"If a politician admits something exists, they have to do something about it. It's like everyone knew full well of the cocklers up in the north west."
Jon saw his first big cat in the New Forest in 1995, while on the way home from a gig. "I saw something very briefly," he says. He has made more sightings since. The majority of cats currently "spotted" roaming the highways and byways of Britain are alleged by believers to be the fallout of the 1976 Dangerous Animals Act.
Exotic cats such as panthers and leopards were popular in the 1960s. When the Act came in, many owners are said to have dumped them in the countryside instead of having them destroyed. "Stoned pop stars have a lot to answer for," says Jon with mock exasperation. Working in the music industry 30 to 40 years ago, he knew of friends who had them and set them free. The highlight of today's conference is a tour of the areas of Leicestershire where big cats have been sighted. The Leicester Mercury hitches a lift with 30-year-old Eifion Rees, from country magazine The Shooting Times, and John Michelle, author of science fiction tome View Over Atlantis.
Winding through the hills and villages of the south east of the county, Jon, 73, suddenly spots something against the landscape. "Look over there," he gestures, as we both crane our necks.
"Did you see a cat?" asks Eifion.
"No," he says, "a big tent. I did see two big black animals," he teases, "but I think they were cows." At a railway bridge in Tilton, overlooking a mossy-hued ravine which was once the Great Central Railway line and is now a track for horses and bikes, the group makes a pit stop. It is a favoured location for big cat sightings. A farmer a stone's throw away has found several sheep carcasses stripped to the bone. The cats, says Nigel Spencer, like to use the former train line as a way to go unnoticed, traversing the length and breadth of the country.
Terry Dye, from Big Cats in Britain, has made the journey from Cambridge. The sun has gone in and his skin is an unhealthy purple as he fervently scans the horizon.
Shivering and with a set of binoculars hung around his neck, does he expect to see something? "Not really," he shrugs, "I'm hoping, but I don't expect to. I saw one in Lincoln in 2003. We had a three day and night stake-out.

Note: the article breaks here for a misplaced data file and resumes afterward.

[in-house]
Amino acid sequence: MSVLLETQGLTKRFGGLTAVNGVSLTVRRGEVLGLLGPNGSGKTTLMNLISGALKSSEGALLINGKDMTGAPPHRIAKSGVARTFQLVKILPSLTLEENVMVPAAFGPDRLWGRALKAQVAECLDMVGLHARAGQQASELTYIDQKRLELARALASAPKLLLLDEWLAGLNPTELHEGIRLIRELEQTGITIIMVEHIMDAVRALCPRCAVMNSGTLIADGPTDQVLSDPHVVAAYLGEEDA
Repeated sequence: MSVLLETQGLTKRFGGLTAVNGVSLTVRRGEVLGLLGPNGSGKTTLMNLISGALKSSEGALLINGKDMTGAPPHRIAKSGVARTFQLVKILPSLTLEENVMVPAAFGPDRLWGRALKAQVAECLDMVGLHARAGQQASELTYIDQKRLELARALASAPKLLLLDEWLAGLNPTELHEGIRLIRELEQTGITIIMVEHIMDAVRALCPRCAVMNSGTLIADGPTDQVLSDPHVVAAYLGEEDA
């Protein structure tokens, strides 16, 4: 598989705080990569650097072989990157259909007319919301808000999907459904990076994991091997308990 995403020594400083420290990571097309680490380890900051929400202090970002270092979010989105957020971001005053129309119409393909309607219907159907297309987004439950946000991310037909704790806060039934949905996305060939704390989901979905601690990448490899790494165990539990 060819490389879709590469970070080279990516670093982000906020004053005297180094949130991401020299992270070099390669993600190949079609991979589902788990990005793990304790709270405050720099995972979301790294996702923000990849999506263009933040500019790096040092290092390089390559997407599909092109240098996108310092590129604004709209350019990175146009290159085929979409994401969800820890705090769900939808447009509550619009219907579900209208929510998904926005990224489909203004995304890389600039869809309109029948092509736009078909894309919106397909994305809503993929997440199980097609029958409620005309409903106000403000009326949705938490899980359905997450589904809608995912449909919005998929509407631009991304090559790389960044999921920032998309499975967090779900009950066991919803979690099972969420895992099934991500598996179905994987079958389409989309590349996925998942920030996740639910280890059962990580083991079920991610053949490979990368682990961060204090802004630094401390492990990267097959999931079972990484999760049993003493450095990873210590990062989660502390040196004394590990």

"I turned up on the last day and we had a telephone call to say it had been seen up the road. As I turned around, it was walking past. It was as big as an Alsatian. It growled at me."
There are others in this mish-mash of folk, however, who remain wholly unconvinced about the big cat tales. "I think we've got more chance of seeing a train," remarks Tony Francis, from TV programme Heart of the Country, as he stares down at the deserted cutting. He's with a film crew hoping to catch an animal on camera. He looks depressed. Next we go to Knossington, where the group lands at the doorstep of Sally Knight, a farmer's secretary living at the foot of a sweeping sheep pasture. She has seen a big cat twice in Somerby and a puma in the woods at Woodhouse Eaves.
"I did a double-take at first, I thought it was a dog," she tells the group, as a microphone dangles precariously over her head. In the past, she has also found a stripped-clean sheep carcass. "A dog wouldn't strip the bones like that," she says. "They were almost bleached, like something you see in Africa."
What about the direct evidence? Why has no-one seen a big cat carcass?
"I think it's extraordinary we haven't found a dead one," she ponders. "The hunt hasn't flushed one out." In the end, there was just one confirmed big cat sighting that weekend. The exotic feline was found in the homely confines of The Sun Inn Hotel's welcoming mahogany bar. It was attached to the pump handle of The Grainstore Brewery's Rutland Panther - a rather delicious mild."
LIKE ARSE DO I LOOK LIKE `GIANT HAYSTACKS`
L-R : Corinna, Me, Mark Martin, Mark North
I thought that the second of those articles was quite funny, but many members of the big cat fraternity were quite incensed by it. Never mind boys, at least you weren't described as "formidably eccentric"!
The big cat boys seemed to be more upset about the description of Nigel Spencer's sartorial elegance, but I would like to point out the following errors:
1. John Michell's book was called "The View from Atlantis" and was NOT science fiction.
2. I was not working in the music business 30-40 years ago. I was a schoolboy.
3. Whilst I will be the first to admit that I know several stoned pop stars, none of them have ever kept big cats as pets
4. "A Puma is A Puma is A Puma", but I don't remember saying it
5. The only times the word "conspiracy" was used was to poo poo the idea that any conspiracy exists - at least not one involving big cats. The rest of my quote about government intransigence is true, but that ain't a conspiracy - merely an example of the creative inertia of officialdom
6. I am far better looking than `Giant Haystacks`
However, after all these years I am quite used to descriptions like that, and it is all water off a duck's back to me. The most important reason for conferences like this is to foster a sense of community - to see old friends, and to make new ones - and the most important thing is that Merrily is feeling better.
Roll on Uncon...